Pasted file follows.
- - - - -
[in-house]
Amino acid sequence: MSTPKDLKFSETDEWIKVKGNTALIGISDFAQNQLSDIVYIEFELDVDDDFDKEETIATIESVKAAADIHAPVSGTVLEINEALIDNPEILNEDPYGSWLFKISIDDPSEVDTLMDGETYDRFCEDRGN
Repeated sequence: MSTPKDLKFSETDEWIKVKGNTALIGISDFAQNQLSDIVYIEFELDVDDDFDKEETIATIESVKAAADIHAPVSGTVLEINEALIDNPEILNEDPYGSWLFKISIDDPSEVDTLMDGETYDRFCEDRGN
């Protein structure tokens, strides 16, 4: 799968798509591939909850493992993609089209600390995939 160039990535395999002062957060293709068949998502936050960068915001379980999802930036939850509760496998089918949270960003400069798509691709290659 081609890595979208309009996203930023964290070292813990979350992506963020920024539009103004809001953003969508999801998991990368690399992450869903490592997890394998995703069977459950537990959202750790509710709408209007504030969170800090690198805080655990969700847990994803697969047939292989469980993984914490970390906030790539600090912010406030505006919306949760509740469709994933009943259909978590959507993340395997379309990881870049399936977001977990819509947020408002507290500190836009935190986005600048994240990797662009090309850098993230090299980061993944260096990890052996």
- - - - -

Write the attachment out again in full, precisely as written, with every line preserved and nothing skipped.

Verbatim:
[in-house]
Amino acid sequence: MSTPKDLKFSETDEWIKVKGNTALIGISDFAQNQLSDIVYIEFELDVDDDFDKEETIATIESVKAAADIHAPVSGTVLEINEALIDNPEILNEDPYGSWLFKISIDDPSEVDTLMDGETYDRFCEDRGN
Repeated sequence: MSTPKDLKFSETDEWIKVKGNTALIGISDFAQNQLSDIVYIEFELDVDDDFDKEETIATIESVKAAADIHAPVSGTVLEINEALIDNPEILNEDPYGSWLFKISIDDPSEVDTLMDGETYDRFCEDRGN
């Protein structure tokens, strides 16, 4: 799968798509591939909850493992993609089209600390995939 160039990535395999002062957060293709068949998502936050960068915001379980999802930036939850509760496998089918949270960003400069798509691709290659 081609890595979208309009996203930023964290070292813990979350992506963020920024539009103004809001953003969508999801998991990368690399992450869903490592997890394998995703069977459950537990959202750790509710709408209007504030969170800090690198805080655990969700847990994803697969047939292989469980993984914490970390906030790539600090912010406030505006919306949760509740469709994933009943259909978590959507993340395997379309990881870049399936977001977990819509947020408002507290500190836009935190986005600048994240990797662009090309850098993230090299980061993944260096990890052996």